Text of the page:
Do you really need a PR agency?
By Nikki Scrivener
It might sound like commercial suicide for us to question whether you need to hire a PR agency. But as well as wanting to grow our business, we’re keen to ensure a strong relationship with any new client because it helps us both in the long run. That can’t happen unless we’re all a bit more honest with each other from the start.
A lot of companies think they need a PR agency because they’ve reached a certain size where it feels like they should. They might have a big news announcement on the horizon or secured funding and have a portion earmarked for marketing. Or they might be doing it because they used PR in a previous company and it worked before.
But every company is unique, its requirements are different and what it can get back from an investment in PR varies. Hiring a PR agency isn’t a tick box exercise and it won’t work unless you know why you’re doing it and what you want to achieve.
We’ve put together a check-list based on what we’ve picked up over the years to help people thinking about hiring an agency. We’ve also tried to highlight what you might need to look out for to find the right agency for you – because we’re all different too!
1) Are you ready for PR?
We have worked with many, many new businesses over the years and absolutely love the excitement of the start-up phase. But we’ve often advised our clients not to dive head-first into a PR campaign if they’re not quite ready.
Because before you can get anything out of PR you need to be clear on what you’re saying, to whom, and why they’d care. This process can be a bit of a soul searching exercise but it’s crucial if you’re planning to tell the world how special you are. By all means work with a PR agency but make sure you all get the planning right first – define your audiences and what they’re influenced by, decide on your key messages and find evidence for how you can prove the credibility of what you’re saying.
Make sure you’re all clear on what the personality of your brand will be. How does that differ from your competitors? What are you saying that hasn’t been said before?
Don’t just rush to get that press release out because you think you’ve got something to say. Look for agencies that prioritise messaging and planning first rather than offering to plough straight in.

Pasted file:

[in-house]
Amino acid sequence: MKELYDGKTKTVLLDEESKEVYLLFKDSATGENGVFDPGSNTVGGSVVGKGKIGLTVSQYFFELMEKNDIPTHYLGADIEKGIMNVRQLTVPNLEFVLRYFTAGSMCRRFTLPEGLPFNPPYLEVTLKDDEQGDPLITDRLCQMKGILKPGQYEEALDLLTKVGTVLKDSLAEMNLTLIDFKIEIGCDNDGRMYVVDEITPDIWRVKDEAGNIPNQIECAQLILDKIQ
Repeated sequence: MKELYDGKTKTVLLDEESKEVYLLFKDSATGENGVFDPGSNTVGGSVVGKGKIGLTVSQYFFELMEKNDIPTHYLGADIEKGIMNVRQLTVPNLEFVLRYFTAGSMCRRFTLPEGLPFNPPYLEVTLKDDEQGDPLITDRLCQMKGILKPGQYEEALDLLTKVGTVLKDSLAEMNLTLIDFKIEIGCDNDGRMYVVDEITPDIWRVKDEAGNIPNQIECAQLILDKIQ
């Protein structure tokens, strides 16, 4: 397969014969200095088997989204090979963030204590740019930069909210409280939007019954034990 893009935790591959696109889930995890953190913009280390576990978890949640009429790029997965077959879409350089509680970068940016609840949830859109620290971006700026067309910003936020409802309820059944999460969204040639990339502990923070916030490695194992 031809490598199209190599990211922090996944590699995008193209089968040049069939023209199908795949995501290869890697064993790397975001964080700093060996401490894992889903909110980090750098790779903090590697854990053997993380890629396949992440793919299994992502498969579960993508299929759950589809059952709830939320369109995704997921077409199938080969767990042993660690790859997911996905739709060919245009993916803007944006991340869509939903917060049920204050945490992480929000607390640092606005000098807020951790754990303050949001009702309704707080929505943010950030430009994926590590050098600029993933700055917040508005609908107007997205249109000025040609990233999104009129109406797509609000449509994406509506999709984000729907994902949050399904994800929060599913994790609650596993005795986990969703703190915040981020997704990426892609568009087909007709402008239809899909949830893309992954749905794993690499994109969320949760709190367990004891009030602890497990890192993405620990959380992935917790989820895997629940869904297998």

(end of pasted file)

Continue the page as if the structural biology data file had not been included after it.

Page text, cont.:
2) Do you know what you want PR to achieve?
If you haven’t answered this question then you’re not ready to hire an agency. True, an agency can help steer you in the direction of where you can go but, if six months down the line you realise you bought into x when you actually wanted y, then you’re not going to feel satisfied.
Be clear about what it is you want to get out of the relationship. Rate criteria as essential, nice to have, not essential and consider everything from:
· Brand awareness
· SEO value
· Support for lead generation
Look at how your shortlisted agencies measure their work. They should have their own ideas of how they can demonstrate value but should also be able to accommodate what you need to report on internally.
3) Does the board buy into your vision?
Which brings us onto internal buy in. Once you’re clear on what you want to achieve from PR you need to make sure that the board or senior leadership team backs you on those objectives. Without that support your decision is more likely to be scrutinised later down the line.
Writing a good brief isn’t just helpful for your potential PR team, it’s also insurance for you and the leadership team too. It enables you to analyse where you are now, where you want to be and the type of partner you need to get you there. You have to feel confident that your peers all agree with what you’re trying to achieve.
4) Do you have the right budget?
A thorny subject but a realistic one. Are your goals achievable on the budget you have available? Will the agencies that you’re researching work within your budget? A lot of agencies have minimum retainer fees so make sure you don’t waste time whittling down your shortlist to a group of agencies that aren’t right for you anyway.
Look for agencies that can be flexible. If you can’t commit to a full scale retainer could you work with an agency on a project basis to maximise your budget
5) Can you commit to making it work?
If you want a successful PR programme, you’re going to have to commit a portion of your time, enthusiasm and passion to get the most out of it. A proactive agency can generate ideas, produce content, get the meetings and effectively carry out the majority of the campaign – but it would be disingenuous to say they won’t need some time from you in return. Even if it’s just for sign-off, finding the right spokesperson or making sure everyone’s on track with hitting targets, we’re in the communications business so it’s good to talk!
Start small, and start sure if you’re thinking about hiring an agency – it’ll pay off in the long run. The most rewarding client / agency relationships are built like that clever little pig who made his house with bricks – they’re always left standing the longest.
Nikki is a director and co-founder of Fourth Day